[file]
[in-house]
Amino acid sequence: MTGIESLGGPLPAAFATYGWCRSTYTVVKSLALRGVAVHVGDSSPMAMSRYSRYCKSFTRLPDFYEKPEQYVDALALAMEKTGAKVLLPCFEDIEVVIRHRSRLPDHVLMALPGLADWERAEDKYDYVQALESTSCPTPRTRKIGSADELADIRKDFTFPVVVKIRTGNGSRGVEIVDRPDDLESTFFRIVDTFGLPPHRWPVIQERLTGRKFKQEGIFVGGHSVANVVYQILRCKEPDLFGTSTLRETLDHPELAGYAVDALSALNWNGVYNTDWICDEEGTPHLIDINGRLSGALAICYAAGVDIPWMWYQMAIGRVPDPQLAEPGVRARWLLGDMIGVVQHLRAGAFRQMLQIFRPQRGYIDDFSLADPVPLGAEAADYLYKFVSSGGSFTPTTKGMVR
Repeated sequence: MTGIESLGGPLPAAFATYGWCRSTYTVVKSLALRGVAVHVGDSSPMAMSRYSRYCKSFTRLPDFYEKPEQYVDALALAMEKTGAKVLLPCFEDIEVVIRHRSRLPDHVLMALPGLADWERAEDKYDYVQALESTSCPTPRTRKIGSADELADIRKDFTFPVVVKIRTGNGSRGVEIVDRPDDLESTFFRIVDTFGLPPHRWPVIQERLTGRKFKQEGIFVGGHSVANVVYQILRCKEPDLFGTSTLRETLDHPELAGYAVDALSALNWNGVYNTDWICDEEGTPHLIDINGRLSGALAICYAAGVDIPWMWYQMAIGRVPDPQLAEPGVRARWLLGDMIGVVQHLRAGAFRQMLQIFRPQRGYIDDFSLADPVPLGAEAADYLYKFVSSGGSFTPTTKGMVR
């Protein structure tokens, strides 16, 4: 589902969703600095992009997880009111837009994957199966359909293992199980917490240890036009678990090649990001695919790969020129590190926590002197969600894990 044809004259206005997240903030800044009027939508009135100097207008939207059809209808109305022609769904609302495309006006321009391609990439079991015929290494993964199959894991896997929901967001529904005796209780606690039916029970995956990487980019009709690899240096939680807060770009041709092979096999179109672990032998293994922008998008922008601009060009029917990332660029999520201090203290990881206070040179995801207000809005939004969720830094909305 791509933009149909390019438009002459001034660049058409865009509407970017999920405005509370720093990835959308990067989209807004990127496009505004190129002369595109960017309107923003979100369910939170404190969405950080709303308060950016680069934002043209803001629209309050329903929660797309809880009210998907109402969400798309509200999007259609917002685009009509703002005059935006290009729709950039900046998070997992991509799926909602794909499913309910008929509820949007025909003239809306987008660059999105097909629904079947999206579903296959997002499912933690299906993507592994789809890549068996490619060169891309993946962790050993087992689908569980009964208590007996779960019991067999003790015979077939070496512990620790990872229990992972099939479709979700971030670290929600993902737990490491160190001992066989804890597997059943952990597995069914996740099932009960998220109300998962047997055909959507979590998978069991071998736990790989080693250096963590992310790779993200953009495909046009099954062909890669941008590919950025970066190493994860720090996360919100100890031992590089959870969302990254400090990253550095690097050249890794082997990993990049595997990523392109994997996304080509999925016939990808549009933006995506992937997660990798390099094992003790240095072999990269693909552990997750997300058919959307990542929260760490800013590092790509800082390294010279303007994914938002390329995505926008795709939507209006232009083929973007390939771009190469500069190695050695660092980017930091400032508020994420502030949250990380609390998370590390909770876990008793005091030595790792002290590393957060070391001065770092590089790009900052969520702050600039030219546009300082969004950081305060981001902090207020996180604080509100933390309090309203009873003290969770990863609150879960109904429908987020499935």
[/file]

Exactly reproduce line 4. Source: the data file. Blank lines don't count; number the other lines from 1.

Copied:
């Protein structure tokens, strides 16, 4: 589902969703600095992009997880009111837009994957199966359909293992199980917490240890036009678990090649990001695919790969020129590190926590002197969600894990 044809004259206005997240903030800044009027939508009135100097207008939207059809209808109305022609769904609302495309006006321009391609990439079991015929290494993964199959894991896997929901967001529904005796209780606690039916029970995956990487980019009709690899240096939680807060770009041709092979096999179109672990032998293994922008998008922008601009060009029917990332660029999520201090203290990881206070040179995801207000809005939004969720830094909305 791509933009149909390019438009002459001034660049058409865009509407970017999920405005509370720093990835959308990067989209807004990127496009505004190129002369595109960017309107923003979100369910939170404190969405950080709303308060950016680069934002043209803001629209309050329903929660797309809880009210998907109402969400798309509200999007259609917002685009009509703002005059935006290009729709950039900046998070997992991509799926909602794909499913309910008929509820949007025909003239809306987008660059999105097909629904079947999206579903296959997002499912933690299906993507592994789809890549068996490619060169891309993946962790050993087992689908569980009964208590007996779960019991067999003790015979077939070496512990620790990872229990992972099939479709979700971030670290929600993902737990490491160190001992066989804890597997059943952990597995069914996740099932009960998220109300998962047997055909959507979590998978069991071998736990790989080693250096963590992310790779993200953009495909046009099954062909890669941008590919950025970066190493994860720090996360919100100890031992590089959870969302990254400090990253550095690097050249890794082997990993990049595997990523392109994997996304080509999925016939990808549009933006995506992937997660990798390099094992003790240095072999990269693909552990997750997300058919959307990542929260760490800013590092790509800082390294010279303007994914938002390329995505926008795709939507209006232009083929973007390939771009190469500069190695050695660092980017930091400032508020994420502030949250990380609390998370590390909770876990008793005091030595790792002290590393957060070391001065770092590089790009900052969520702050600039030219546009300082969004950081305060981001902090207020996180604080509100933390309090309203009873003290969770990863609150879960109904429908987020499935």